The FPP theatrical troupe was inspired by Diane Dupuy’s childhood experiences. Bullied and misunderstood at school, she failed three grades because of social and learning difficulties due to Attention Deficit Hyperactivity Disorder (ADHD). To lift her spirits, her mother made puppets for her and encouraged her to put on shows in the neighbourhood. These led to summer stints at the Canadian National Exhibition.
After performing at the Surrey Place Centre for Mental Retardation (now the Surrey Place Centre) in Toronto, Diane was inspired by the children’s supportive natures. She decided to create a black light theatre company for people with disabilities so the players would remain invisible and therefore be judged solely on their performance. (Black light theatre is performed in the dark by people dressed in black who manipulate puppets in fluorescent colours.)
In 1974, Diane used an Opportunities for Youth (OFY) grant to found the Famous PEOPLE Players Company — so named because the black light puppets were typically of famous performers, such as Elvis Presley and Liberace. The company enjoyed almost immediate success. Then Prime Minister Pierre Elliot Trudeau became an Honorary Patron, and in 1975, Liberace was so impressed with a show performed in his honour that he brought the company to Las Vegas as his opening act. The FPP performed with him there for ten years and also toured with him internationally.
In 1977, the FPP performed The Carnival of the Animals with Boris Brott and the Hamilton Philharmonic Orchestra, which led to a CBC TV special narrated by Gordon Pinsent. The company received a $10,000 donation from Anne Murray in 1978, and in 1980 the troupe reopened Radio City Music Hall in New York City with their production of Sorcerer’s Apprentice. In 1984, they performed at the opening of the Northern Arts and Cultural Centre in Yellowknife, Northwest Territories, and became the first international troupe to be invited to perform in the People’s Republic of China. They continued to tour frequently through the 1980s with performances in Malaysia, Singapore, South Korea, and Japan. They appeared at the famous “Shamrock Summit” between prime minister Brian Mulroney and US president Ronald Reagan in Québec City in 1985, and performed on Broadway that same year.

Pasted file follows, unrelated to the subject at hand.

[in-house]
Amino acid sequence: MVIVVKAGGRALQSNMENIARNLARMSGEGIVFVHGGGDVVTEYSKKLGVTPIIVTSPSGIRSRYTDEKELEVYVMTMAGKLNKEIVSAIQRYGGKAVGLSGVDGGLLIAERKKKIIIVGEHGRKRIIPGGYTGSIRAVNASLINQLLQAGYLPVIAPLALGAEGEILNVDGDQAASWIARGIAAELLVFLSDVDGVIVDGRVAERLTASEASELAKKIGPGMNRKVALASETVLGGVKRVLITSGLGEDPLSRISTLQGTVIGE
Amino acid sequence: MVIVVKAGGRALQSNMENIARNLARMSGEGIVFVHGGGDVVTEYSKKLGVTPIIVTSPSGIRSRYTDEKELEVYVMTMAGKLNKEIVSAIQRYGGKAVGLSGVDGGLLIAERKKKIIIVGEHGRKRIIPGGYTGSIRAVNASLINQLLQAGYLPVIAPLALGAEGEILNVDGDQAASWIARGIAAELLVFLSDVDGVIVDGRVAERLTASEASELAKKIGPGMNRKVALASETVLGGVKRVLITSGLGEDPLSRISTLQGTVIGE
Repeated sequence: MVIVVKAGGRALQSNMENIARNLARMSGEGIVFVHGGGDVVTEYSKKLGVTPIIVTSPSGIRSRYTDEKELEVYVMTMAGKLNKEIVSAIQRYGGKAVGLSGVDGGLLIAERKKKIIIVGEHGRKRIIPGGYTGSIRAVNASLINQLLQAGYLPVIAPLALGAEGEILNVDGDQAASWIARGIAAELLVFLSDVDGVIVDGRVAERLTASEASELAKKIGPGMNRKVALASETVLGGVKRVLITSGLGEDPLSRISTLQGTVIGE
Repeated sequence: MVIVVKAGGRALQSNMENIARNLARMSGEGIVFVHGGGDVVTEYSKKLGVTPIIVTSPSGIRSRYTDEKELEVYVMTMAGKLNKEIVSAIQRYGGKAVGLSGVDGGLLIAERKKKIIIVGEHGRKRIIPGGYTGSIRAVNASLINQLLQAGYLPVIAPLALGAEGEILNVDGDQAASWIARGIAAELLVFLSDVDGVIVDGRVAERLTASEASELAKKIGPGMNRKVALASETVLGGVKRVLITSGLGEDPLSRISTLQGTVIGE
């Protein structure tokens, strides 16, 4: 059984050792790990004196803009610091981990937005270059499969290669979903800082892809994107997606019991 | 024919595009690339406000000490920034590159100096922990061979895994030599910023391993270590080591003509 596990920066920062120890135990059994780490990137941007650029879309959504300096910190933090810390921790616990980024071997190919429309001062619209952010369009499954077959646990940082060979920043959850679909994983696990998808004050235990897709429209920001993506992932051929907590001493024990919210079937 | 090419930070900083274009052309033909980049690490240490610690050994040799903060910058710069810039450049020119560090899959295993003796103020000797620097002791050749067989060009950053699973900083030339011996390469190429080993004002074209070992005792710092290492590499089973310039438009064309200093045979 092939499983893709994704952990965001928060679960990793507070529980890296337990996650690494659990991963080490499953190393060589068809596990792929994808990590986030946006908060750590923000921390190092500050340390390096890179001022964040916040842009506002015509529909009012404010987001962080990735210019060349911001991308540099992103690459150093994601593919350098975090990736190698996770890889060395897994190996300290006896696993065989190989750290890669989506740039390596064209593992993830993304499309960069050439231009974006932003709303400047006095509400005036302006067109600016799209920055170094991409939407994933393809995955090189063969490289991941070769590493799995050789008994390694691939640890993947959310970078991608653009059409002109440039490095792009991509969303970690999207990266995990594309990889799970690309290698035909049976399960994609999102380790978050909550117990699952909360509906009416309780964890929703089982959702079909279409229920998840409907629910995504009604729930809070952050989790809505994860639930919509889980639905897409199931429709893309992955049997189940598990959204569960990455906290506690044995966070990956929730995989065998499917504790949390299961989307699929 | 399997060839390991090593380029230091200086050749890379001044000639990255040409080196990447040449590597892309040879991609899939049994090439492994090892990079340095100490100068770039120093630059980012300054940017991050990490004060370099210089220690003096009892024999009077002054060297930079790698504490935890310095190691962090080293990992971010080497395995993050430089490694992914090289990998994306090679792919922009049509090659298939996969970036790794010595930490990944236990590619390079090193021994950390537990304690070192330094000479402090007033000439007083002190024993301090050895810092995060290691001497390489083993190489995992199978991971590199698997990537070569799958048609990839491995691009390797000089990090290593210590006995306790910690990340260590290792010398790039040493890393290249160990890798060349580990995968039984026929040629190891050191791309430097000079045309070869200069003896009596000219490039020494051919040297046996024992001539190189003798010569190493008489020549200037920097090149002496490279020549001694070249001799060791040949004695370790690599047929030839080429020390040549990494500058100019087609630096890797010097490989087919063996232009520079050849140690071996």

For its 25th anniversary in 1999, the FPP produced its first full-length musical, Leave the Porch Light On, featuring original music by composer Doug Riley. Riley also wrote the music for the company’s 2001 production, Hide and Seek: A Game of Human Spirit, the title song for which was written by Amy Sky. To celebrate its 40th anniversary in 2014, the company launched ADHD (Awesome Dreams with High Drama) The Musical, and bestowed medals of honour on such notable philanthropic Canadians as Shirley Douglas, Justin Hines, Charles “Spider” Jones, Steve Paiken, and former Ontario premier David Peterson.
The FPP celebrated Canada’s sesquicentennial in 2017 with Made In Canada: Celebrating Canada’s 150th Anniversary, narrated by Dan Aykroyd. Other notable Canadians who have narrated FPP shows include Alex Trebek, Leslie Nielsen, Lloyd Robertson and Lorne Greene. The company also branched out in 2017, introducing a program to include international students.
A biopic about Diane Dupuy and the FPP, Special People, was broadcast by CBS in 1984. It starred Brooke Adams as Dupuy and featured a cameo appearance by Liberace. In 1985, actor Ann-Margret hosted A Little Like Magic, an Emmy Award-winning documentary about the FPP, and in 1988 the troupe was featured in an episode of CBC TV’s Adrienne Clarkson Presents. Blacklight Dreams: The 25 Years of the Famous People Players (2000), celebrated the company’s 25th anniversary. It featured interviews with Paul Newman, Phil Collins and Alex Trebek, and aired on the CBC and in the US on A&E’s Breakfast with the Arts.